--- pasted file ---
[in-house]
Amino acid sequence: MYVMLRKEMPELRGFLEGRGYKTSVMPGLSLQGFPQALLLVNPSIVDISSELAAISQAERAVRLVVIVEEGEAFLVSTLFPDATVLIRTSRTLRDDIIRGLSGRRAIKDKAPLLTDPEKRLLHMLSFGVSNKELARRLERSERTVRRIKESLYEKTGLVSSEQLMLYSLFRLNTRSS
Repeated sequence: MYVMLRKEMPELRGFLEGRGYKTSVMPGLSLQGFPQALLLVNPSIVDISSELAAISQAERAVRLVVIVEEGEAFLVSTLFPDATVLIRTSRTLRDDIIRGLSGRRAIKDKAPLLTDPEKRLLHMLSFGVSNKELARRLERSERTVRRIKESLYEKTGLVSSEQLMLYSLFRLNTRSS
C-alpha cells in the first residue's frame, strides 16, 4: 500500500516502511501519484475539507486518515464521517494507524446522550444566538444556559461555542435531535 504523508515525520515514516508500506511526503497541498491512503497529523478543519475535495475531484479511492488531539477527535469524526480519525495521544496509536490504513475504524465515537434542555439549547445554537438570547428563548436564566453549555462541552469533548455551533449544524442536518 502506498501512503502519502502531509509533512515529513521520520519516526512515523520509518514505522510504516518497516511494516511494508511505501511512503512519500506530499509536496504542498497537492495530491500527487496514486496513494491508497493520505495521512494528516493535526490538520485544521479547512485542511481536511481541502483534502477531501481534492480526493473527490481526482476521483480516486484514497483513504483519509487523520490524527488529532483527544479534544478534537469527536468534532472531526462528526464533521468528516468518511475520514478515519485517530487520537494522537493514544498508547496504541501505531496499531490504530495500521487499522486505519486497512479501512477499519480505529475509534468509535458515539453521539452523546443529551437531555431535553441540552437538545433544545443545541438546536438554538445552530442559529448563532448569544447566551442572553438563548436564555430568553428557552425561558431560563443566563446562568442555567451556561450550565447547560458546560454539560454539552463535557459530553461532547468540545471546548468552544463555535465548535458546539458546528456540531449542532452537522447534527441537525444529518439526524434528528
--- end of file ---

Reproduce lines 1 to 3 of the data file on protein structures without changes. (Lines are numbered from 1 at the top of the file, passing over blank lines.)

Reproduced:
[in-house]
Amino acid sequence: MYVMLRKEMPELRGFLEGRGYKTSVMPGLSLQGFPQALLLVNPSIVDISSELAAISQAERAVRLVVIVEEGEAFLVSTLFPDATVLIRTSRTLRDDIIRGLSGRRAIKDKAPLLTDPEKRLLHMLSFGVSNKELARRLERSERTVRRIKESLYEKTGLVSSEQLMLYSLFRLNTRSS
Repeated sequence: MYVMLRKEMPELRGFLEGRGYKTSVMPGLSLQGFPQALLLVNPSIVDISSELAAISQAERAVRLVVIVEEGEAFLVSTLFPDATVLIRTSRTLRDDIIRGLSGRRAIKDKAPLLTDPEKRLLHMLSFGVSNKELARRLERSERTVRRIKESLYEKTGLVSSEQLMLYSLFRLNTRSS